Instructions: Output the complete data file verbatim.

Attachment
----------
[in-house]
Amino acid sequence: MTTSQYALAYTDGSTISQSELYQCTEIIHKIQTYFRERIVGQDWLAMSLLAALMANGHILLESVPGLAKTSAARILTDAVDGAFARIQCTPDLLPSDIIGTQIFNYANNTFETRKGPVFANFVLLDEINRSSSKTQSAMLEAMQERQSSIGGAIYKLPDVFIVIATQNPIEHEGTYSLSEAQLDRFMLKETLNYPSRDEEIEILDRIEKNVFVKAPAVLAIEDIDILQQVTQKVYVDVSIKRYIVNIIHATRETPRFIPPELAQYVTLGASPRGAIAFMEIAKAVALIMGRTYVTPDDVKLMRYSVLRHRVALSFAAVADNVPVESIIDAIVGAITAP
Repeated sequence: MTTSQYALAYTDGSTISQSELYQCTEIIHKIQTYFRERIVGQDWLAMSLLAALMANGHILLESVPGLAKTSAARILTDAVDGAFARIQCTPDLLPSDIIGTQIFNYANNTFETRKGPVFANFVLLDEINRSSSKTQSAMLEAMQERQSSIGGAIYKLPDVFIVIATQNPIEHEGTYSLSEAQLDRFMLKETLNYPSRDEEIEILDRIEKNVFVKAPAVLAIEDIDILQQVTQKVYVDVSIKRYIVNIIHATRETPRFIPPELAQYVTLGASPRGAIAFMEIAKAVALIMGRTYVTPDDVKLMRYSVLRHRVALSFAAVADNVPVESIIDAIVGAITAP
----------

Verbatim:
[in-house]
Amino acid sequence: MTTSQYALAYTDGSTISQSELYQCTEIIHKIQTYFRERIVGQDWLAMSLLAALMANGHILLESVPGLAKTSAARILTDAVDGAFARIQCTPDLLPSDIIGTQIFNYANNTFETRKGPVFANFVLLDEINRSSSKTQSAMLEAMQERQSSIGGAIYKLPDVFIVIATQNPIEHEGTYSLSEAQLDRFMLKETLNYPSRDEEIEILDRIEKNVFVKAPAVLAIEDIDILQQVTQKVYVDVSIKRYIVNIIHATRETPRFIPPELAQYVTLGASPRGAIAFMEIAKAVALIMGRTYVTPDDVKLMRYSVLRHRVALSFAAVADNVPVESIIDAIVGAITAP
Repeated sequence: MTTSQYALAYTDGSTISQSELYQCTEIIHKIQTYFRERIVGQDWLAMSLLAALMANGHILLESVPGLAKTSAARILTDAVDGAFARIQCTPDLLPSDIIGTQIFNYANNTFETRKGPVFANFVLLDEINRSSSKTQSAMLEAMQERQSSIGGAIYKLPDVFIVIATQNPIEHEGTYSLSEAQLDRFMLKETLNYPSRDEEIEILDRIEKNVFVKAPAVLAIEDIDILQQVTQKVYVDVSIKRYIVNIIHATRETPRFIPPELAQYVTLGASPRGAIAFMEIAKAVALIMGRTYVTPDDVKLMRYSVLRHRVALSFAAVADNVPVESIIDAIVGAITAP